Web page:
'The South Pole is a metaphor, too. In fact you should be trying to abolish the difference between them. The first task of the deconstructionist is to abolish the binary opposition between polarities. And if the North Pole and the South Pole aren't opposing polarities, then, then..' Her eyes went vague and she scratched her right breast.
     'Sorry,' I said, not sure if I was apologizing or trying to get her to finish the sentence.
     She shook her head and gave a little inward-looking smile as if at something she could see that I couldn't. '...then where are you, Daniel?'
     Linda's influence was responsible for the second pile of books on the dressing-table: Of Grammatology, A Theory of Literary Production, S/Z, Critical Practice, above all, a selection from Lacan's Écrits with a shiny silver cover so reflective I could hold it up in front of my mirror and produce a shimmery approximation of those reflections-of-reflections-of-reflections effects which had fascinated me since I was a child, the Hall of Mirrors, as I used to call it. The cover, of course, was a metaphor, too, and its signified was the Mirror Stage, which was the only bit of Lacan I sometimes thought I might possibly understand. Apparently the moment a child first recognized itself in the mirror was a crucial stage in the development of the sense of self. From now on he (it had to be a he, apparently, though I wasn't sure why), had entered into the Symbolic Order, or possibly the Imaginary Order. Having had this childhood fascination with mirrors, I thought I could relate to that. The child sees himself and understands that it is him there, and yet it isn't: it's a version that's whole, three-dimensional, can be seen from the outside, me and he at the same time. I wasn't sure I had ever got past the mirror stage, and it wasn't helping that I was doing all my reading in front of one.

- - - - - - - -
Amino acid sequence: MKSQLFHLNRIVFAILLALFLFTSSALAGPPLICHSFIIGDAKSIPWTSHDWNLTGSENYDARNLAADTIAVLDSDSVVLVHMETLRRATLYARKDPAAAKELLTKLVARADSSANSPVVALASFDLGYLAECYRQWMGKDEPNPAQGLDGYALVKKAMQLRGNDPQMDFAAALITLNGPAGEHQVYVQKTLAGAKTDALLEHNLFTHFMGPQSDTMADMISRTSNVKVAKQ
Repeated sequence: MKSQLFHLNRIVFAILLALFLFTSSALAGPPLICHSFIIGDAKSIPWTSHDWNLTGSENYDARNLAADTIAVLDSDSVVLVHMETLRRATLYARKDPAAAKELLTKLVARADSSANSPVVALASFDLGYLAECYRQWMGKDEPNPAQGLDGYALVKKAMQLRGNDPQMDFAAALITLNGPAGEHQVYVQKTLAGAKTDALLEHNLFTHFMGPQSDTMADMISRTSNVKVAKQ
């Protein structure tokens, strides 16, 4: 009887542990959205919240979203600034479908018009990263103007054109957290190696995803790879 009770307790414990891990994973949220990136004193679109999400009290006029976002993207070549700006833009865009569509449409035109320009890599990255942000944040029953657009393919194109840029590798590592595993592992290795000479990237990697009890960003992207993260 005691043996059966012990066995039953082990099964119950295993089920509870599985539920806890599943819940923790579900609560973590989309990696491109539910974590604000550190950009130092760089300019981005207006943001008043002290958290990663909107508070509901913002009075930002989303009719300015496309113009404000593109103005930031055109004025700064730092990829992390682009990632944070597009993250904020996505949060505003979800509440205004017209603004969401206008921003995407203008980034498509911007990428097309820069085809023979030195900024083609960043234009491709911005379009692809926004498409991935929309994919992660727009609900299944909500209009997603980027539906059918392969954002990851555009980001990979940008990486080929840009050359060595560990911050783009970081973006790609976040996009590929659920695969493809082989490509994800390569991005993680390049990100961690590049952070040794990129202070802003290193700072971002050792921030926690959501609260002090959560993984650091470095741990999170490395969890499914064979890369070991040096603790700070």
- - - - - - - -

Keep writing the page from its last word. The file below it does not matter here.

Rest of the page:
I put down my book, halfway through 'The Mirror Stage' for the third or fourth time. I was always halfway through 'The Mirror Stage'. There was my room on the other side of the silver barrier, perfectly simulated in every detail except that the writing on all the books was back to front and the me that was sitting there staring back, short, skinny, with dark hair and freckles that should never have existed in someone of that colouring, wearing a shapeless outsize polo-neck sweater inherited from a dead uncle, a me I couldn't see any other way. And those light-brown eyes, hypnotic, fascinating, malignant. I stared at them until I was no longer sure which of the two I was. Maybe I was going through the mirror stage backwards, becoming an infant again. I shook my head the way Linda did, and was momentarily surprised to see my reflection imitating me (not altogether convincingly, I thought). Those eyes - they were slightly sanpaku perhaps. But when I sat up a bit straighter so that my mirror self was exactly level, the little crescent of white under the pupil disappeared.


  1. "Perhaps I ought to copy the whole of each book, in index-card-sized chunks."

    has that kind of Flan O'Brien buzz.

    I'm really enjoying this blovel. Please keep me supplied.

  2. Could be a while, Patrick, as I am playing chess this weekend. But thanks for the feedback so far - it's really encouraging.